After four months in Guatemala I am returning to Portland. The time I have spent in Guatemala interviewing, meeting new friends, and continued Spanish studies has been amazing.

My continued work with Fredy Perez Hernandez of San Juan La Laguna will include further development of our website and oral history project. For more information about our Mayan Oral History project, Misterios: La Casa de la Mente, check out this website.

(The photo I have posted was taken in the back of a pickup as we were traveling from the San Pablo Fiesta, back to San Pedro. Appearing in the photo with me is Concepcion Gonzalez, a Spanish Language instructor at Casa Rosario in San Pedro)

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The Chicken Sacrifice

blog3.jpg A friend of mine was encountering some personal issues and sought the help of a local Mayan Shaman to help rid his surrounding environment of the negative energy. The ceremony the Shaman performed involved the sacrifice of a chicken.

Shamanic ceremonies in Mayan Tradition range from blessing houses, to treating illnesses and calling souls, to appeasing angry spirchickens are sacrificed because their souls have wings and can therefore fly and search for and awaken the soul. Chicken sacrifice is very common.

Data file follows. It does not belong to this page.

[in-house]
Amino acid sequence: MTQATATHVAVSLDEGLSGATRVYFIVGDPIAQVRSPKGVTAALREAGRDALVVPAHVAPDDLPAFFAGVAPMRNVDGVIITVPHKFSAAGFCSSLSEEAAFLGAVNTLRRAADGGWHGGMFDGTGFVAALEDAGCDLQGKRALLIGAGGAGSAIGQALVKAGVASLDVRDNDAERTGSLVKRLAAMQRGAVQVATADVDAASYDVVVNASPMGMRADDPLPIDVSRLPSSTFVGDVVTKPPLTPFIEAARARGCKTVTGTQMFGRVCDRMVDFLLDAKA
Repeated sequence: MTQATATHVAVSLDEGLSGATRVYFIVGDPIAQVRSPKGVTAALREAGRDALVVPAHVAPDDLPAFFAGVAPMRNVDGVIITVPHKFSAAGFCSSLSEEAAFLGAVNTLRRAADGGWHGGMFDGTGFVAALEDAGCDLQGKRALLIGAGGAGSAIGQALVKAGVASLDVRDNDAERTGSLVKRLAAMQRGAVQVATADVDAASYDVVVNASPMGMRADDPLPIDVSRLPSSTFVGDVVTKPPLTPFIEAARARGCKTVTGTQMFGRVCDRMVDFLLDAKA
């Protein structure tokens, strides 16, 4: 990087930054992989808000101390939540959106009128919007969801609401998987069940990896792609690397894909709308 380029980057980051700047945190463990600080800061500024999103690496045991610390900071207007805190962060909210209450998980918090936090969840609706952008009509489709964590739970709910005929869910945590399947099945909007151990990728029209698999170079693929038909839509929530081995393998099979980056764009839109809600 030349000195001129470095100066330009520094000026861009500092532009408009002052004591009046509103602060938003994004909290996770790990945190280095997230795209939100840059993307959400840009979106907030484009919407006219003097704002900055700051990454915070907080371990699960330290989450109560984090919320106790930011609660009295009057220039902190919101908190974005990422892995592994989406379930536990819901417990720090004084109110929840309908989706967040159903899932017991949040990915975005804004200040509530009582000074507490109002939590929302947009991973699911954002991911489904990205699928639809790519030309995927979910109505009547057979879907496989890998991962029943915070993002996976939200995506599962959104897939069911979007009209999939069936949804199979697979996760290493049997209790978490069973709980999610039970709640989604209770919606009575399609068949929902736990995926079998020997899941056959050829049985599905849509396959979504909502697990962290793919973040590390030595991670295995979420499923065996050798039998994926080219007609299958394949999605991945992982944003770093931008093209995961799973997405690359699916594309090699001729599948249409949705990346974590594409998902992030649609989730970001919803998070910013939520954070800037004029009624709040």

Several days after this ceremony, I experienced a ceremony with the same Shaman, who asked for blessing and health as I prepared to return to the United States. It was a very colorful ceremony including chanting, many colorful candles, colored sugars each representing a specific request, as well as alcohol.

One of the sights and smells that is so prevalent in Mexico and Latin America is that of Copal Incense. I love the smell, and the white smoke that drifts through the landscape during important rituals and ceremonies.Copal incense is a golden, black, or white resin whose sacred smoke carries messages to the spirit world. The spirit of this plant and its medicine allows us to see life more clearly and inspires divine insights. 



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La Primera Dama de Guatemala

3blog.jpgThis month I had a great opportunity to listen to a speech by Senora Colom, the First Lady of Guatemala. She visited San Juan la Laguna for the grand opening of a community center and park. She and her husband are very busy making public appearances the last several months due to the infancy of Senor Colon’s presidency. He took office in January of this year.


I have a slide show presentation of the photos I took during her speech, and time in San Juan. Please view my Youtube.com page to check it out.

The community center, park, and new mercado in San Juan are really an amazing accomplishment for such a small community. The mercado, especially, was greatly needed by the people because they were doing all of their vending in the street. The mercado is really above and beyond what anyone would expect for such a remote location.